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Punch, or the London Charivari, Volume 99, October 4, 1890 by Various
page 2 of 41 (04%)
thirty-three years, and making every reasonable allowance for errors
of postage, stoppage _in transitu_, fraudulent bankruptcies and
unauthorised conversions, 120 per cent. of all persons alive in Great
Britain and Ireland in any given day of twenty-four hours, must have
received a prize of some sort.

Novelists, however, have not as yet received a prize of any sort,
at least as novelists. The reproach is about to be removed. A prize
of £1000 has been offered for the best novel by the Editor of a
newspaper. The most distinguished writers are, so it is declared,
entered for the Competition, but only the name of the prize-winner is
to be revealed, only the prize-winning novel is to be published. Such
at least has been the assurance given to all the eminent authors
by the Editor in question. But _Mr. Punch_ laughs at other people's
assurances, and by means of powers conferred upon him by himself for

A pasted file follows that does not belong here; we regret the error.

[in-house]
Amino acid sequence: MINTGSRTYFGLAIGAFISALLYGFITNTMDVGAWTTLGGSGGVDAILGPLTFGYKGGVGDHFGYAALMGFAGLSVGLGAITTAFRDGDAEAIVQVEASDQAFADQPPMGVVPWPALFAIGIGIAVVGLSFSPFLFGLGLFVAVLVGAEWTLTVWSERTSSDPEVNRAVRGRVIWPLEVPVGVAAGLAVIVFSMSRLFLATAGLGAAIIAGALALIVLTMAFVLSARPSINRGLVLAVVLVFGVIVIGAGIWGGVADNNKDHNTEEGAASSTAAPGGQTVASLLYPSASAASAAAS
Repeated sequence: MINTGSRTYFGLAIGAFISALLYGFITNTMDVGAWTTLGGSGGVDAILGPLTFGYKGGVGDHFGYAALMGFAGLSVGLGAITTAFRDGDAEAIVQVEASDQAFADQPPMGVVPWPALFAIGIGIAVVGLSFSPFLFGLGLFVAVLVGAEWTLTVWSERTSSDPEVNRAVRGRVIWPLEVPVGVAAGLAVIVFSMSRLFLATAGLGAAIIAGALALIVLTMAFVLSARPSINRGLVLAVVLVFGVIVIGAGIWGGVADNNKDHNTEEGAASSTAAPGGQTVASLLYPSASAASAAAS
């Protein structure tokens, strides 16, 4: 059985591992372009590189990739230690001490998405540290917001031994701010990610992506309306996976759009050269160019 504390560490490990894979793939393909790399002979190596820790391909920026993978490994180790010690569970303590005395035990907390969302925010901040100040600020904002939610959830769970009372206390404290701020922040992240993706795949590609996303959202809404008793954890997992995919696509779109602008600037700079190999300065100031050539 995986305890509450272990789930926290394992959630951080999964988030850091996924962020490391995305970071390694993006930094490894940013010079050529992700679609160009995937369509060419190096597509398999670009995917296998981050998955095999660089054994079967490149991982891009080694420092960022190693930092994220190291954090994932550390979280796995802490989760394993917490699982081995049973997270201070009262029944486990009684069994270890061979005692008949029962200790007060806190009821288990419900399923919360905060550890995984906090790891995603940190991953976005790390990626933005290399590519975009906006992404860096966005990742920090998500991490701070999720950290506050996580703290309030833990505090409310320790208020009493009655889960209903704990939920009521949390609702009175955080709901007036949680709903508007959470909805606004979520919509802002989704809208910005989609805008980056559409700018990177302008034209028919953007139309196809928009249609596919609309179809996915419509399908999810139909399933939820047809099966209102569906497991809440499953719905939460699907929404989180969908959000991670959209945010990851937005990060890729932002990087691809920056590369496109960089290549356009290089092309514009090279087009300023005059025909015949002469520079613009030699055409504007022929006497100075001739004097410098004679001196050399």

that purpose, he has been able to obtain access to all the novels
hitherto sent in, and will now publish a selection of Prize Novels,
together with the names of their authors, and a few notes of his own,
wherever the text may seem to require them.

In acting thus _Mr. Punch_ feels, in the true spirit of the newest
and the Reviewest of Reviews, that he is conferring a favour on the
authors concerned by allowing them the publicity of these columns.
Sometimes pruning and condensation may be necessary. The operation
will be performed as kindly as circumstances permit. It is hardly
necessary to add that _Mr. Punch_ will _give his own prize in his own
way, and at his own time_, to the author he may deem the best. And
herewith _Mr. Punch_ gives a specimen of--

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